Boris Johnson faces Tory rebellion over 'unfair' social care reforms

21 November 2021, 23:34 | Updated: 22 November 2021, 00:12

The government is facing rebellions over changes to social care funding that would begin in October 2023.
The government is facing rebellions over changes to social care funding that would begin in October 2023. Picture: Alamy

By Elizabeth Haigh

The government has been warned it could face rebellion from some Tory MPs over changes to social care funding that will hit poorer pensioners hardest.

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It comes as a vote is set to take place on the measures - as an amendment of the Health and Care Bill - on Monday.

Health Secretary Sajid Javid said "everyone, doesn't matter where they live in the country, will be better off" under the plans.

But changes made this week mean state funding will no longer contribute to the total care cost cap of £86,000, a move critics says will disadvantage those living in poorer areas of the country.

The cap, due to come in from October 2023, will mean no-one in England will have to pay more than £86,000 on personal care over their lifetime.

This does not impact day-to-day living costs such as rent and food bills, which are not funded by government.

But the government is due to introduce an amendment to the Care Act 2014, which will ensure only the amount that an individual contributes towards personal costs will count.

Read more: Tory MP tells LBC he'll vote against Govt social care changes

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Labour said the amendment will disadvantage homeowners in areas with lower house prices, who will have to give up a larger proportion of their assets to pay for care.

According to their analysis, the changes would mean the average homeowner in two-thirds of northern areas will have to pay more towards their care. In the Midlands, a third would be worse off.

However, the government has argued it is a "much more generous" means test, which will ensure "people do not reach the cap at an artificially faster rate than what they contribute".

Under the plans, people with assets up to £20,000 will not have to contribute anything to their care (up from £14,250), while those with assets up to £100,000 will be eligible to receive some local authority support (up from £23,250).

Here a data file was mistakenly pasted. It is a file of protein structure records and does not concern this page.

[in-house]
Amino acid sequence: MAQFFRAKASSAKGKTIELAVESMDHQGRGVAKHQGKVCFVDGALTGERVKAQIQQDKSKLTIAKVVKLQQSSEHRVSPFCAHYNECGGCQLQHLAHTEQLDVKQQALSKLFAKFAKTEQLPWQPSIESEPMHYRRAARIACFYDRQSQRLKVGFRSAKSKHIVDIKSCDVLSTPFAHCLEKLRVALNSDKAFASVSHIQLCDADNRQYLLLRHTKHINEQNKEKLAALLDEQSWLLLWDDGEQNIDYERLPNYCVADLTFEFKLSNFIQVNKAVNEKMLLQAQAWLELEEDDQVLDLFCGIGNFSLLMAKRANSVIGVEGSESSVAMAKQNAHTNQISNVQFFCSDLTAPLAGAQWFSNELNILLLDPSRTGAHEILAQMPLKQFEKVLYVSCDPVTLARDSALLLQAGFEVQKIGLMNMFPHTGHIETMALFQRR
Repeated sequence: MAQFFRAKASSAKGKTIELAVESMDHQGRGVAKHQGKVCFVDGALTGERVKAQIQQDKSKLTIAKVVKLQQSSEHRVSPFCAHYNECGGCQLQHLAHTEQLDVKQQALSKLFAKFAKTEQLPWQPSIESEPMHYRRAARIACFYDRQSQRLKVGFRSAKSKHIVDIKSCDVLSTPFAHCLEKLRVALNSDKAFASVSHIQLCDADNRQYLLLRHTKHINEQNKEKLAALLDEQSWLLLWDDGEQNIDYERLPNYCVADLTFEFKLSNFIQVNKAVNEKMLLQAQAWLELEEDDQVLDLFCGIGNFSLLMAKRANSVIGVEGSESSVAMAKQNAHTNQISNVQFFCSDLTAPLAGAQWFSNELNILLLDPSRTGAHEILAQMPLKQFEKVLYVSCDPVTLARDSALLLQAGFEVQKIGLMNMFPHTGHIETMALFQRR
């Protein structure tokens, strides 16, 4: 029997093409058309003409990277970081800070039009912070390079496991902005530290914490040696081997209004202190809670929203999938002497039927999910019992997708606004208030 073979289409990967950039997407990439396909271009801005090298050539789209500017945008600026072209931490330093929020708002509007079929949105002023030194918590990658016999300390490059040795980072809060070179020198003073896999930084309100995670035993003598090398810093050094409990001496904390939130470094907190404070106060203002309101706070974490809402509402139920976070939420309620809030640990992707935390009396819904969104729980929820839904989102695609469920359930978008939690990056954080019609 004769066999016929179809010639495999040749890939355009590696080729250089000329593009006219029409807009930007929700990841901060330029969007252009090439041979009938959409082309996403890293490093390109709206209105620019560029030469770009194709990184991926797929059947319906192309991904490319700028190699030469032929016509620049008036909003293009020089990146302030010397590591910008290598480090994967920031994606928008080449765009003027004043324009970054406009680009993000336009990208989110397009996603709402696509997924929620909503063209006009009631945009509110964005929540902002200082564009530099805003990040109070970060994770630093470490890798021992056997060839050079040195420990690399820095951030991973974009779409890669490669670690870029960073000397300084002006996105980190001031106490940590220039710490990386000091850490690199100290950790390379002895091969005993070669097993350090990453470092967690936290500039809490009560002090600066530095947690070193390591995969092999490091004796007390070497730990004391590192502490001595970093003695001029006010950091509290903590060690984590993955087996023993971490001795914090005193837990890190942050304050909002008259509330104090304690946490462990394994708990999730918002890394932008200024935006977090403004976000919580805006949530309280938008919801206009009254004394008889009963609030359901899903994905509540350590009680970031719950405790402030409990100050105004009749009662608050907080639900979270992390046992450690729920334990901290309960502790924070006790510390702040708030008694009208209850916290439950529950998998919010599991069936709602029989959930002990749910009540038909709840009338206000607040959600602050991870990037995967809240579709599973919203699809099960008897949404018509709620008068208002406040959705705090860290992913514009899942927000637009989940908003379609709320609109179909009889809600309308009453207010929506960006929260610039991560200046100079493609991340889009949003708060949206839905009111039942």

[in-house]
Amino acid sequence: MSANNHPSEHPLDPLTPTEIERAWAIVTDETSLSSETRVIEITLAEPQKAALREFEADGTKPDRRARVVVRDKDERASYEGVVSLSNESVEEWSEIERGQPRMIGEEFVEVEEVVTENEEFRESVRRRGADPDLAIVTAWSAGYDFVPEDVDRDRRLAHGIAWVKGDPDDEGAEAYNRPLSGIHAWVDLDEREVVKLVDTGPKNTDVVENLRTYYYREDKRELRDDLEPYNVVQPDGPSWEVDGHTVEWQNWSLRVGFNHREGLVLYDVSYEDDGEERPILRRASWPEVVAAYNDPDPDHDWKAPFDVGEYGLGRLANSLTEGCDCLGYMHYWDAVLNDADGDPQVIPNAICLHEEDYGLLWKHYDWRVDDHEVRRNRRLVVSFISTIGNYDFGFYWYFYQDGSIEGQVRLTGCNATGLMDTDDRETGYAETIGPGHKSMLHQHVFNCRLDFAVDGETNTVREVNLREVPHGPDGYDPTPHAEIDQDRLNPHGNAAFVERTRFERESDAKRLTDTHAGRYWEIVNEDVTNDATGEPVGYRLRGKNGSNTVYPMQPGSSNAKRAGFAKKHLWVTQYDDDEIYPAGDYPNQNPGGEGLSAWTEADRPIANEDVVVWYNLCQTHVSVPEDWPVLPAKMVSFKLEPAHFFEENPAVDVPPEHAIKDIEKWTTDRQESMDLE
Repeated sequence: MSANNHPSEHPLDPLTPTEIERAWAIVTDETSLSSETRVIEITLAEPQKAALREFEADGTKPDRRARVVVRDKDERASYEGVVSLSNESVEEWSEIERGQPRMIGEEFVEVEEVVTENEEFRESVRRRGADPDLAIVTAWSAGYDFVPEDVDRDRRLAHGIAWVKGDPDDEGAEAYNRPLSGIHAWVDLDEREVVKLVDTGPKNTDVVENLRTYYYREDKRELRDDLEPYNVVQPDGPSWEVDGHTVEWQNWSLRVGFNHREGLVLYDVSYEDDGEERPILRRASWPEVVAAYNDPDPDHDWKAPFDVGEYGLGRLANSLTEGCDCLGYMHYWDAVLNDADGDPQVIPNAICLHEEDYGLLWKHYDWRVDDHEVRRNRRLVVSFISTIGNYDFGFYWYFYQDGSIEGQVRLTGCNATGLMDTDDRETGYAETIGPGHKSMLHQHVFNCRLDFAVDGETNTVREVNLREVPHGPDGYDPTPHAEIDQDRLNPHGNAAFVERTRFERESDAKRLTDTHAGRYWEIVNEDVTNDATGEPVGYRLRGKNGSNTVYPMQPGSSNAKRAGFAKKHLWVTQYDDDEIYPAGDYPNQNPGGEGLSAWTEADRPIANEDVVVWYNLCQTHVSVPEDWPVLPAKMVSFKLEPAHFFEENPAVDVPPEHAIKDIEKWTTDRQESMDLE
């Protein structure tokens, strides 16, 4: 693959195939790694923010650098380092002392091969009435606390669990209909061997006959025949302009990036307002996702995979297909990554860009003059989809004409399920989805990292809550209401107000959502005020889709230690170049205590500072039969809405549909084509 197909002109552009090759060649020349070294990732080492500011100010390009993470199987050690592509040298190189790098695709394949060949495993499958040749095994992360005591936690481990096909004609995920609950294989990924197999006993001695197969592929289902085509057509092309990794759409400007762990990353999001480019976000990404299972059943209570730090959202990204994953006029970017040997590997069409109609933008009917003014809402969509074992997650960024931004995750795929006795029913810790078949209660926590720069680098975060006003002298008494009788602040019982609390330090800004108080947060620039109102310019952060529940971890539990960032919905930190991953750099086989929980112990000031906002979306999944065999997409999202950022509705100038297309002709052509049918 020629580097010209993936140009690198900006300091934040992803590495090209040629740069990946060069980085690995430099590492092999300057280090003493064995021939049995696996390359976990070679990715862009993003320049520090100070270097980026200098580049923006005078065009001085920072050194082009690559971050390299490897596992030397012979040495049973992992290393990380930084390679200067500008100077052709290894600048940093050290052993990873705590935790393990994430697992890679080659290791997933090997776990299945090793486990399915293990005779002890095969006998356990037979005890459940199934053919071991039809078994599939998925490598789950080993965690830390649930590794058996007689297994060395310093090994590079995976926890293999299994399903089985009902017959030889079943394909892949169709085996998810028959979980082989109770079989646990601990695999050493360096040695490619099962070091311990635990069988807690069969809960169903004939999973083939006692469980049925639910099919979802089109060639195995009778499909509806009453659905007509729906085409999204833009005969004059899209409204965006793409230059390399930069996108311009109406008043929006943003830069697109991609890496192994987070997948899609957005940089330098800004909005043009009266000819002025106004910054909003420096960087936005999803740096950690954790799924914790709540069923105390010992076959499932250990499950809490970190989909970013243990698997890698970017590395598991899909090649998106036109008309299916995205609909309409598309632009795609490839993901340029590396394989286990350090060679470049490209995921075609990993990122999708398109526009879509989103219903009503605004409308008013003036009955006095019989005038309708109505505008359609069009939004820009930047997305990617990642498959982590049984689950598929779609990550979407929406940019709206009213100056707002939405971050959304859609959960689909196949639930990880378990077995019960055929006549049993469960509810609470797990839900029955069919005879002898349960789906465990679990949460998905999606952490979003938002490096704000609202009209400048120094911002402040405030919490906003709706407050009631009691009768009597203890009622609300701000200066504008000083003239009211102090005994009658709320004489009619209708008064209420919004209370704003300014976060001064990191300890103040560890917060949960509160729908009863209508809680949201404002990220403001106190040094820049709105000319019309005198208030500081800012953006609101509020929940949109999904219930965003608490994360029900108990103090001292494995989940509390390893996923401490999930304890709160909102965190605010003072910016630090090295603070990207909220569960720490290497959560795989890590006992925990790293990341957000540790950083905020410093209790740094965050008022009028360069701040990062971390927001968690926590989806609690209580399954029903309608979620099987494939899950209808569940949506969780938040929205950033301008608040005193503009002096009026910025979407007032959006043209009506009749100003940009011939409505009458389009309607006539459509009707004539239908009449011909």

Read more: Government's 'sneaky' changes on social care costs will 'hit poorest pensioners hardest'

Shadow Health Secretary Jonathan Ashworth said pensioners with "modest assets" would be hit hardest by the changes.

"Government ministers have not only whacked up tax on working people but are now asking MPs to vote for pensioners across the North and Midlands with modest assets to be hit hardest under Boris Johnson's care con," he said.

"Red Wall Tories should learn the lessons of the past two weeks, put their constituents first and join us in voting down this deeply unfair proposal. Ministers need to get back to the drawing board and come up with a fairer package."

Sir Andrew Dilnot, who led a review into the future funding of social care a decade ago, had said those with fewer assets "will not see any benefit" from the new funding structure, with the government set to make savings "exclusively" from this group.

Conservative MPs have also voiced concerns over the plan, with Robert Buckland, the former Justice Secretary, telling LBC he is considering voting against the plan.

"I think the government should look again at this," said Mr Buckland.

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"I think that we're in danger of putting the cart before the horse. I think it's far better to actually publish the social care whitepaper first so that we can see what the new proposals are - what is the system that we're going to be funding?

"Let's have a look at that first."

Asked to clarify if he is currently planning on voting against the plans, Mr Buckland said: "Yes," adding "I think there's a lot of concern out there about this issue and I know that the government is listening to those concerns."

Mr Ashworth tweeted in response: "Let’s hope other Tory MPs join Robert and Labour MPs in voting against this unfair care con tomorrow.

"Ministers need to go back to the drawing board and bring a fair alternative to Parliament."